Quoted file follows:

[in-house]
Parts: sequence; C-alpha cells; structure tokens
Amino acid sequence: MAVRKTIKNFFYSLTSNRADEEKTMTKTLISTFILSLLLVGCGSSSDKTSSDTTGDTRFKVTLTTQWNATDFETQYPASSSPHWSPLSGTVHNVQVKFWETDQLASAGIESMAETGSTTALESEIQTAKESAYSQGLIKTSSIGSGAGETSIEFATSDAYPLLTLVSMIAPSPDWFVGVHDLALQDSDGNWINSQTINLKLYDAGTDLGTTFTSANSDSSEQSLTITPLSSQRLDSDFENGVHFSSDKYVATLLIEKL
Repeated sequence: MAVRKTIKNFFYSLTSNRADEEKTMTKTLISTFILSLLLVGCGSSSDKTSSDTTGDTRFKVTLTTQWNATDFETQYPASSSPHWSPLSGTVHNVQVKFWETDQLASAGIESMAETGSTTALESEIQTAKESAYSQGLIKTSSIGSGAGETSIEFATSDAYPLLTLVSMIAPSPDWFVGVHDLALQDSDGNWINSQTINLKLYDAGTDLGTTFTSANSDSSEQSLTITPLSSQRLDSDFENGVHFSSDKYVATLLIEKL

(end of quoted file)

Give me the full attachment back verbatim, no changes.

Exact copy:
[in-house]
Parts: sequence; C-alpha cells; structure tokens
Amino acid sequence: MAVRKTIKNFFYSLTSNRADEEKTMTKTLISTFILSLLLVGCGSSSDKTSSDTTGDTRFKVTLTTQWNATDFETQYPASSSPHWSPLSGTVHNVQVKFWETDQLASAGIESMAETGSTTALESEIQTAKESAYSQGLIKTSSIGSGAGETSIEFATSDAYPLLTLVSMIAPSPDWFVGVHDLALQDSDGNWINSQTINLKLYDAGTDLGTTFTSANSDSSEQSLTITPLSSQRLDSDFENGVHFSSDKYVATLLIEKL
Repeated sequence: MAVRKTIKNFFYSLTSNRADEEKTMTKTLISTFILSLLLVGCGSSSDKTSSDTTGDTRFKVTLTTQWNATDFETQYPASSSPHWSPLSGTVHNVQVKFWETDQLASAGIESMAETGSTTALESEIQTAKESAYSQGLIKTSSIGSGAGETSIEFATSDAYPLLTLVSMIAPSPDWFVGVHDLALQDSDGNWINSQTINLKLYDAGTDLGTTFTSANSDSSEQSLTITPLSSQRLDSDFENGVHFSSDKYVATLLIEKL